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> Amatuer here with 2 questions -
> First I believe I heard on a Discovery show that there is evidence for large
> impacts at each of the major extinction events - did I hear this correctly?
Well, at least one of the major extinctions...the K-T rxtinction. There
might be other impacts associated with other extinctions, but I don't
know if they are confirmed or not. And for the largest extinction, the
one dividing the Permian from the Triassic, there is no impact structure
known that I am aware of. There is a danger of using impacts as
cure-alls for extinction events. Impacts certainly effect at least
local environments, and to a degree global ones, but it is not yet known
if such impacts could truly cause widespread, massive extinctions,
despite the horrific after effects.
> Secondly - my studies of the K-T Event indicate firestorm and the impact
> causing increased volcanic activity. OK so everything near impact would have
> been totally incinerated but further out firestorm would have killed, even
> burnt off all flesh but not completely cremated remains, without survivors to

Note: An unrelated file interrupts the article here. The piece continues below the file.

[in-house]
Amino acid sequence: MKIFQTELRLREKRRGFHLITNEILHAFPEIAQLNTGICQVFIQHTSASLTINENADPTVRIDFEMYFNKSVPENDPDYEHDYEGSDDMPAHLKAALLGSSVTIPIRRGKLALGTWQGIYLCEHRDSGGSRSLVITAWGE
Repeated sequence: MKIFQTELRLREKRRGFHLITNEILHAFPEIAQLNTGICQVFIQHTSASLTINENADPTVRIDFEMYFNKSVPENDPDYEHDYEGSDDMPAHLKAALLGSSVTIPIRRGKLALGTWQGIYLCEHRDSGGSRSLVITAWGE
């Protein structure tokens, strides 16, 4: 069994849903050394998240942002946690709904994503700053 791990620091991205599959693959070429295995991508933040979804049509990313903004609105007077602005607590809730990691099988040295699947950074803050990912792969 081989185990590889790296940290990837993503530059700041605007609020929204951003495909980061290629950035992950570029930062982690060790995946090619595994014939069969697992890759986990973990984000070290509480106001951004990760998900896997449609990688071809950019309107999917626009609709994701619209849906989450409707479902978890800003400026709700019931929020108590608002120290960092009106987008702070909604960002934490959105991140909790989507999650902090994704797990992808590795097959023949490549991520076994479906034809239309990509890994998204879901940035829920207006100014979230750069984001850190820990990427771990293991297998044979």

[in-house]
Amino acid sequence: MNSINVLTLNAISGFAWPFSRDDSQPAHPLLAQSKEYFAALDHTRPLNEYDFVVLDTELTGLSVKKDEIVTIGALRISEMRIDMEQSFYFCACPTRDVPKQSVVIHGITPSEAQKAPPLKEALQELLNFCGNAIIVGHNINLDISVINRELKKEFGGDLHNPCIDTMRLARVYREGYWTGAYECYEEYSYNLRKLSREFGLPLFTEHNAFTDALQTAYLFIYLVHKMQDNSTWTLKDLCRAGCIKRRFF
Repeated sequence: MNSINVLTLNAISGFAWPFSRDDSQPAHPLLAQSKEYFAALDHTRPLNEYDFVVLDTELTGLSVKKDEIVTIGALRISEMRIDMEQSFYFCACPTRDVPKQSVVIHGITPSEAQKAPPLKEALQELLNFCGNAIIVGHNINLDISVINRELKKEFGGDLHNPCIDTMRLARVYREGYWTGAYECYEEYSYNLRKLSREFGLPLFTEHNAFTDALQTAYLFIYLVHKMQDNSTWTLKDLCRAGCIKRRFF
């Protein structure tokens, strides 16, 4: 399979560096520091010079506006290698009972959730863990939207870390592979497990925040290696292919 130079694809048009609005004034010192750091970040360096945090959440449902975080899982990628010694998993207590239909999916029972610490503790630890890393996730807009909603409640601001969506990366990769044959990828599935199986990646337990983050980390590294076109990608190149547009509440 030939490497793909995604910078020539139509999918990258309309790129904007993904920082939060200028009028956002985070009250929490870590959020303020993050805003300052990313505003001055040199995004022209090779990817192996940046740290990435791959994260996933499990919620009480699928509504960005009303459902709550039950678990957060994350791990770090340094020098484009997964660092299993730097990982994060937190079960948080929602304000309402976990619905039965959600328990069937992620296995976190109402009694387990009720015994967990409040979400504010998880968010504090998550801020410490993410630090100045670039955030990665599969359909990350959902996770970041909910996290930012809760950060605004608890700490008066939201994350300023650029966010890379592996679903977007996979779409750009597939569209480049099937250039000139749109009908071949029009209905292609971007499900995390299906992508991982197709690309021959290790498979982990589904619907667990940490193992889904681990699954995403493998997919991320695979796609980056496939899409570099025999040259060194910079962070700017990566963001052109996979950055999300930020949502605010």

> predate carcasses or crush them and increased volcanic activity to quickly
> bury these remains shouldn't we find at least a few fossils showing burning?
> Has anyone found any fossils that appear to have been severly burnt?
Being an amateur myself, I'm also a little fuzzy on this one. Would
massive fires leave evidence in the fossil record? In the end, I
suppose it comes down to whether or not a fire damaged skeleton is in
the right place at the right time for fossilization.
There was a report that a school of fossilized fish was found (location
I do not recall...this was in Discover magazine some months ago, I
believe), dating from the time of the KT Impact, and that the sediments
indicated buriel by material displaced by the impact. That may be as
close as we get.
I would assume that fire damaged fossils are relatively rare in any
case. After all, I'm sure that forest fires and such have occured
throughout the earth's history, yet there are no remains of animals that
I know of that have been found in association with them. Besides, bones
are quite combustable. I think that if an animal was exposed to flame
intense enough to burn away flesh, its bones would follow suite.
Oh yes, about volcanism...as far as I know, the Deccan Traps in India
was the site of massive...and I mean Biblically massive...volcanic
activity. Now, as to whether or not this was caused by the impact, or
just so happened to be occuring at the time of the impact but was
unrelated to it, I can't tell you, and I don't know if anyone really
knows for certain. But that activity certainly had an impact on the
environment as well.
John M. Dollan
Montana State University-Northern
"To make an apple pie from scratch, you must first create the
universe...." Carl Sagan